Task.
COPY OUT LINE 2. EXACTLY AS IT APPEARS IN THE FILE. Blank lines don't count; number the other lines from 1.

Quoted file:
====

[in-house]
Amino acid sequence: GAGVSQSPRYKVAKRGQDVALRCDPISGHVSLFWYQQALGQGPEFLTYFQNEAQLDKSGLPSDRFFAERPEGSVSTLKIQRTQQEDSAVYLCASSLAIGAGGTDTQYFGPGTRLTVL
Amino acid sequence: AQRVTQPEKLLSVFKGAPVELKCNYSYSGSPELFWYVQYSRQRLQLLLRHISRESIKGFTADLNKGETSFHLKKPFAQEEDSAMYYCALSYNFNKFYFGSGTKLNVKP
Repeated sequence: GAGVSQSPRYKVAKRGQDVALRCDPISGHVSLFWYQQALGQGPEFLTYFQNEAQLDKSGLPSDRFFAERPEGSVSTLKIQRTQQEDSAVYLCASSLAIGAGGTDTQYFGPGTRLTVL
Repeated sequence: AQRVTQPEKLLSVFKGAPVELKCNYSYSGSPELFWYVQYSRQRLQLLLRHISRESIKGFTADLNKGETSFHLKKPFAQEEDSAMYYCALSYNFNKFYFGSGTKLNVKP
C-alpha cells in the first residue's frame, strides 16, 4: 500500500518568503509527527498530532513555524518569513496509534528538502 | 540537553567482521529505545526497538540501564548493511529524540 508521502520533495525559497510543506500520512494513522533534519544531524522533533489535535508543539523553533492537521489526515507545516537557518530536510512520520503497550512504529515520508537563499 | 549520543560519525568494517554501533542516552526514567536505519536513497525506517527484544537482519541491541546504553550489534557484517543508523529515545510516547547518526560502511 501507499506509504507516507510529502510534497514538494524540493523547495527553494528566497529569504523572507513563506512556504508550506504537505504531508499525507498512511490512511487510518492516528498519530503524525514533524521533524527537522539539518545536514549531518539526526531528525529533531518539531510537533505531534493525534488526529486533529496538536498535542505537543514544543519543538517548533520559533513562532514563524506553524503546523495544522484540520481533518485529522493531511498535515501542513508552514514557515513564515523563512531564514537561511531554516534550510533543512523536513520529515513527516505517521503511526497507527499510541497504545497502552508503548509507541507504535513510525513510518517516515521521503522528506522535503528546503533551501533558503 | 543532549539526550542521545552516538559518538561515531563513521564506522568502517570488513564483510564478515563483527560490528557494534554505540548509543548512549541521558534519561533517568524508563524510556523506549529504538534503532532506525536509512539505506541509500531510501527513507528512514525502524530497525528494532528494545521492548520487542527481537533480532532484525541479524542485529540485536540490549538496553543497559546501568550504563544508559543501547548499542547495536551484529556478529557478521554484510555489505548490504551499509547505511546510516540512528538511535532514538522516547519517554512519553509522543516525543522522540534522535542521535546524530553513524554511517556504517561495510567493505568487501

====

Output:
Amino acid sequence: GAGVSQSPRYKVAKRGQDVALRCDPISGHVSLFWYQQALGQGPEFLTYFQNEAQLDKSGLPSDRFFAERPEGSVSTLKIQRTQQEDSAVYLCASSLAIGAGGTDTQYFGPGTRLTVL